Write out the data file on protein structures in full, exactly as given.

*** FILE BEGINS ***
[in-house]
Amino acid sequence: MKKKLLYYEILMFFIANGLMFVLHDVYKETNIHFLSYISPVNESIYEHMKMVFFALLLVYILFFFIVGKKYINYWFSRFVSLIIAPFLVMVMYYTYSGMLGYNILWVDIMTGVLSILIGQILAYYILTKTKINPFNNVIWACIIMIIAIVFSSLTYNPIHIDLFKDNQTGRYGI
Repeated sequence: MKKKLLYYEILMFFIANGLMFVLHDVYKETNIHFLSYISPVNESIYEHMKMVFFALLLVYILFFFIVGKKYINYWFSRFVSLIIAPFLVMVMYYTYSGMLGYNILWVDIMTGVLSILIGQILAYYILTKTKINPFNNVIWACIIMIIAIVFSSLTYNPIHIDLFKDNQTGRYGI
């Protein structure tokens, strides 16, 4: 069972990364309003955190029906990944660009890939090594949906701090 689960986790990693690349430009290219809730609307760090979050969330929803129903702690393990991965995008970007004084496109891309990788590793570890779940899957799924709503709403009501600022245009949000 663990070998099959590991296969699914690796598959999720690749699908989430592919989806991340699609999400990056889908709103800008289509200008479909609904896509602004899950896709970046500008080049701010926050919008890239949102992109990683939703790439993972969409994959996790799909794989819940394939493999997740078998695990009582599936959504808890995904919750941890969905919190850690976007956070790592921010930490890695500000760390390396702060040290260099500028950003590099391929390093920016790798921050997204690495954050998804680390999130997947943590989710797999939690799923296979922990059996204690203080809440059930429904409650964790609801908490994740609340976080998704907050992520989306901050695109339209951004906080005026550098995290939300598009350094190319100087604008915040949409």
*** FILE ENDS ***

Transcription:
[in-house]
Amino acid sequence: MKKKLLYYEILMFFIANGLMFVLHDVYKETNIHFLSYISPVNESIYEHMKMVFFALLLVYILFFFIVGKKYINYWFSRFVSLIIAPFLVMVMYYTYSGMLGYNILWVDIMTGVLSILIGQILAYYILTKTKINPFNNVIWACIIMIIAIVFSSLTYNPIHIDLFKDNQTGRYGI
Repeated sequence: MKKKLLYYEILMFFIANGLMFVLHDVYKETNIHFLSYISPVNESIYEHMKMVFFALLLVYILFFFIVGKKYINYWFSRFVSLIIAPFLVMVMYYTYSGMLGYNILWVDIMTGVLSILIGQILAYYILTKTKINPFNNVIWACIIMIIAIVFSSLTYNPIHIDLFKDNQTGRYGI
């Protein structure tokens, strides 16, 4: 069972990364309003955190029906990944660009890939090594949906701090 689960986790990693690349430009290219809730609307760090979050969330929803129903702690393990991965995008970007004084496109891309990788590793570890779940899957799924709503709403009501600022245009949000 663990070998099959590991296969699914690796598959999720690749699908989430592919989806991340699609999400990056889908709103800008289509200008479909609904896509602004899950896709970046500008080049701010926050919008890239949102992109990683939703790439993972969409994959996790799909794989819940394939493999997740078998695990009582599936959504808890995904919750941890969905919190850690976007956070790592921010930490890695500000760390390396702060040290260099500028950003590099391929390093920016790798921050997204690495954050998804680390999130997947943590989710797999939690799923296979922990059996204690203080809440059930429904409650964790609801908490994740609340976080998704907050992520989306901050695109339209951004906080005026550098995290939300598009350094190319100087604008915040949409």